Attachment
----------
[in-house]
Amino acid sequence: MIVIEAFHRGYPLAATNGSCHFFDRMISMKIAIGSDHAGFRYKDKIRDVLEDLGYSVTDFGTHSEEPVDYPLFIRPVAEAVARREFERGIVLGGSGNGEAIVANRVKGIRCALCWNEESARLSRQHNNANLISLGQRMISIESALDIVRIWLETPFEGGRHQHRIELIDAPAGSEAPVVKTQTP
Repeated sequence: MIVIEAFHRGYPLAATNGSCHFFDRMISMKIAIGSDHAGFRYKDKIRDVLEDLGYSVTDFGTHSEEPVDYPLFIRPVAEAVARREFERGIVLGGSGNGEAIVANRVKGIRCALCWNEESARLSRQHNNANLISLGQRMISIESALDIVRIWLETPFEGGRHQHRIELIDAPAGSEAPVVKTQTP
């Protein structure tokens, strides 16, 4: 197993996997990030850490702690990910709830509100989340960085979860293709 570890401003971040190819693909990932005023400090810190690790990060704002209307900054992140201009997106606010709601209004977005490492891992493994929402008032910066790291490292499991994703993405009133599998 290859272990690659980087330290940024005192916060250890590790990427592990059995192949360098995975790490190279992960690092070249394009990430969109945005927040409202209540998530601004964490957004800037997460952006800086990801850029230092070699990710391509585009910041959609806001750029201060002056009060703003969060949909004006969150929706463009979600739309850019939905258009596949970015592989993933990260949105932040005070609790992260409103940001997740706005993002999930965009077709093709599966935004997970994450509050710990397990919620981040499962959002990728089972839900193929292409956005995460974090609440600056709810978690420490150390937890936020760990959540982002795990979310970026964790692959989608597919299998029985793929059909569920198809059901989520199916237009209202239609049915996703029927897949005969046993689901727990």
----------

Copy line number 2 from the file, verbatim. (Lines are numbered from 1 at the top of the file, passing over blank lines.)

Amino acid sequence: MIVIEAFHRGYPLAATNGSCHFFDRMISMKIAIGSDHAGFRYKDKIRDVLEDLGYSVTDFGTHSEEPVDYPLFIRPVAEAVARREFERGIVLGGSGNGEAIVANRVKGIRCALCWNEESARLSRQHNNANLISLGQRMISIESALDIVRIWLETPFEGGRHQHRIELIDAPAGSEAPVVKTQTP